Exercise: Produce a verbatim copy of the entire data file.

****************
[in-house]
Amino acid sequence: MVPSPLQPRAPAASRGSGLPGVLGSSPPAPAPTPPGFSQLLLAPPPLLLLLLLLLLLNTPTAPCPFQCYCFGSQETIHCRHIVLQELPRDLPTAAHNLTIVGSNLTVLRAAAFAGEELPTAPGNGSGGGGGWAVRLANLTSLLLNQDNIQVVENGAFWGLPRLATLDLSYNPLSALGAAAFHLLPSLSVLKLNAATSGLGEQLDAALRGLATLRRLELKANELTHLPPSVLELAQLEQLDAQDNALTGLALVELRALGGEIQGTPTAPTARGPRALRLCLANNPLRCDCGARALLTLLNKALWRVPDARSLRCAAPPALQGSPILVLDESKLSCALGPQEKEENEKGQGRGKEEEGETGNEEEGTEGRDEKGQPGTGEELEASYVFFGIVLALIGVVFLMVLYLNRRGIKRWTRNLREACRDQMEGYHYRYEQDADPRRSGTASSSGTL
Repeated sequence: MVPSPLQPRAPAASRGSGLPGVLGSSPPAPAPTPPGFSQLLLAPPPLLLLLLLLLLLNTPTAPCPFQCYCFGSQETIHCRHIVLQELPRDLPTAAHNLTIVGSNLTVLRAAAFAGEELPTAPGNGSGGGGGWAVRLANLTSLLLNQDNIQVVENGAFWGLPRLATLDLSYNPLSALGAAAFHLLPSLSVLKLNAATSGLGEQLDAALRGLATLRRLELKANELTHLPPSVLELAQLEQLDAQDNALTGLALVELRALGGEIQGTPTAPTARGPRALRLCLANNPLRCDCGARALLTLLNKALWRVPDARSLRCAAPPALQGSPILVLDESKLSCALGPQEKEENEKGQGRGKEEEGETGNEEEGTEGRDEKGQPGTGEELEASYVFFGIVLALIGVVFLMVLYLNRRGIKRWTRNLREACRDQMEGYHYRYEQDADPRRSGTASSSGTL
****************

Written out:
[in-house]
Amino acid sequence: MVPSPLQPRAPAASRGSGLPGVLGSSPPAPAPTPPGFSQLLLAPPPLLLLLLLLLLLNTPTAPCPFQCYCFGSQETIHCRHIVLQELPRDLPTAAHNLTIVGSNLTVLRAAAFAGEELPTAPGNGSGGGGGWAVRLANLTSLLLNQDNIQVVENGAFWGLPRLATLDLSYNPLSALGAAAFHLLPSLSVLKLNAATSGLGEQLDAALRGLATLRRLELKANELTHLPPSVLELAQLEQLDAQDNALTGLALVELRALGGEIQGTPTAPTARGPRALRLCLANNPLRCDCGARALLTLLNKALWRVPDARSLRCAAPPALQGSPILVLDESKLSCALGPQEKEENEKGQGRGKEEEGETGNEEEGTEGRDEKGQPGTGEELEASYVFFGIVLALIGVVFLMVLYLNRRGIKRWTRNLREACRDQMEGYHYRYEQDADPRRSGTASSSGTL
Repeated sequence: MVPSPLQPRAPAASRGSGLPGVLGSSPPAPAPTPPGFSQLLLAPPPLLLLLLLLLLLNTPTAPCPFQCYCFGSQETIHCRHIVLQELPRDLPTAAHNLTIVGSNLTVLRAAAFAGEELPTAPGNGSGGGGGWAVRLANLTSLLLNQDNIQVVENGAFWGLPRLATLDLSYNPLSALGAAAFHLLPSLSVLKLNAATSGLGEQLDAALRGLATLRRLELKANELTHLPPSVLELAQLEQLDAQDNALTGLALVELRALGGEIQGTPTAPTARGPRALRLCLANNPLRCDCGARALLTLLNKALWRVPDARSLRCAAPPALQGSPILVLDESKLSCALGPQEKEENEKGQGRGKEEEGETGNEEEGTEGRDEKGQPGTGEELEASYVFFGIVLALIGVVFLMVLYLNRRGIKRWTRNLREACRDQMEGYHYRYEQDADPRRSGTASSSGTL